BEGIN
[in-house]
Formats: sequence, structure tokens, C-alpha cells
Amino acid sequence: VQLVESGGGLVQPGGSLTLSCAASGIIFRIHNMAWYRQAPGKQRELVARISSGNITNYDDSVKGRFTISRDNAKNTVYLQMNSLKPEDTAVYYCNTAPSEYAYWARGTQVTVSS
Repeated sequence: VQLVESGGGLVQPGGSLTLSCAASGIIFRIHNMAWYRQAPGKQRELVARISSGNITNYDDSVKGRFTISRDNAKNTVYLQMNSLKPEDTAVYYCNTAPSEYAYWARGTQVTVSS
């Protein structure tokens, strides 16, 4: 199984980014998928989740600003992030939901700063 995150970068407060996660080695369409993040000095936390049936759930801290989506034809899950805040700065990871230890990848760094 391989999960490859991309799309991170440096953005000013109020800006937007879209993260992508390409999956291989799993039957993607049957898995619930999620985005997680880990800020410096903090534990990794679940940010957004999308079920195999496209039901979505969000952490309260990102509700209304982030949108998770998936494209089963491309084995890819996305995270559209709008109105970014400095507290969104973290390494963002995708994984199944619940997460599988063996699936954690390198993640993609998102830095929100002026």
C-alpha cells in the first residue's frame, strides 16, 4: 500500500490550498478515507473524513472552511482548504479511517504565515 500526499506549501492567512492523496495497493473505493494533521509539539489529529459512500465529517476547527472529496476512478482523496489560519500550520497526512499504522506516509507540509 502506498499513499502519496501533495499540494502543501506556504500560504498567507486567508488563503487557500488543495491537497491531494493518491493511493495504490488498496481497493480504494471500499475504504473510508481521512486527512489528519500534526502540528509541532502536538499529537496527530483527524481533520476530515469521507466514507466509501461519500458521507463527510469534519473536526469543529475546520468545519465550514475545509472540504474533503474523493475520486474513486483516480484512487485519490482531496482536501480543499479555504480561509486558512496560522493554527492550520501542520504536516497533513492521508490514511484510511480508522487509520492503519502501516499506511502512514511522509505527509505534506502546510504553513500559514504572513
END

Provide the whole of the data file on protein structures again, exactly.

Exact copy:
[in-house]
Formats: sequence, structure tokens, C-alpha cells
Amino acid sequence: VQLVESGGGLVQPGGSLTLSCAASGIIFRIHNMAWYRQAPGKQRELVARISSGNITNYDDSVKGRFTISRDNAKNTVYLQMNSLKPEDTAVYYCNTAPSEYAYWARGTQVTVSS
Repeated sequence: VQLVESGGGLVQPGGSLTLSCAASGIIFRIHNMAWYRQAPGKQRELVARISSGNITNYDDSVKGRFTISRDNAKNTVYLQMNSLKPEDTAVYYCNTAPSEYAYWARGTQVTVSS
């Protein structure tokens, strides 16, 4: 199984980014998928989740600003992030939901700063 995150970068407060996660080695369409993040000095936390049936759930801290989506034809899950805040700065990871230890990848760094 391989999960490859991309799309991170440096953005000013109020800006937007879209993260992508390409999956291989799993039957993607049957898995619930999620985005997680880990800020410096903090534990990794679940940010957004999308079920195999496209039901979505969000952490309260990102509700209304982030949108998770998936494209089963491309084995890819996305995270559209709008109105970014400095507290969104973290390494963002995708994984199944619940997460599988063996699936954690390198993640993609998102830095929100002026």
C-alpha cells in the first residue's frame, strides 16, 4: 500500500490550498478515507473524513472552511482548504479511517504565515 500526499506549501492567512492523496495497493473505493494533521509539539489529529459512500465529517476547527472529496476512478482523496489560519500550520497526512499504522506516509507540509 502506498499513499502519496501533495499540494502543501506556504500560504498567507486567508488563503487557500488543495491537497491531494493518491493511493495504490488498496481497493480504494471500499475504504473510508481521512486527512489528519500534526502540528509541532502536538499529537496527530483527524481533520476530515469521507466514507466509501461519500458521507463527510469534519473536526469543529475546520468545519465550514475545509472540504474533503474523493475520486474513486483516480484512487485519490482531496482536501480543499479555504480561509486558512496560522493554527492550520501542520504536516497533513492521508490514511484510511480508522487509520492503519502501516499506511502512514511522509505527509505534506502546510504553513500559514504572513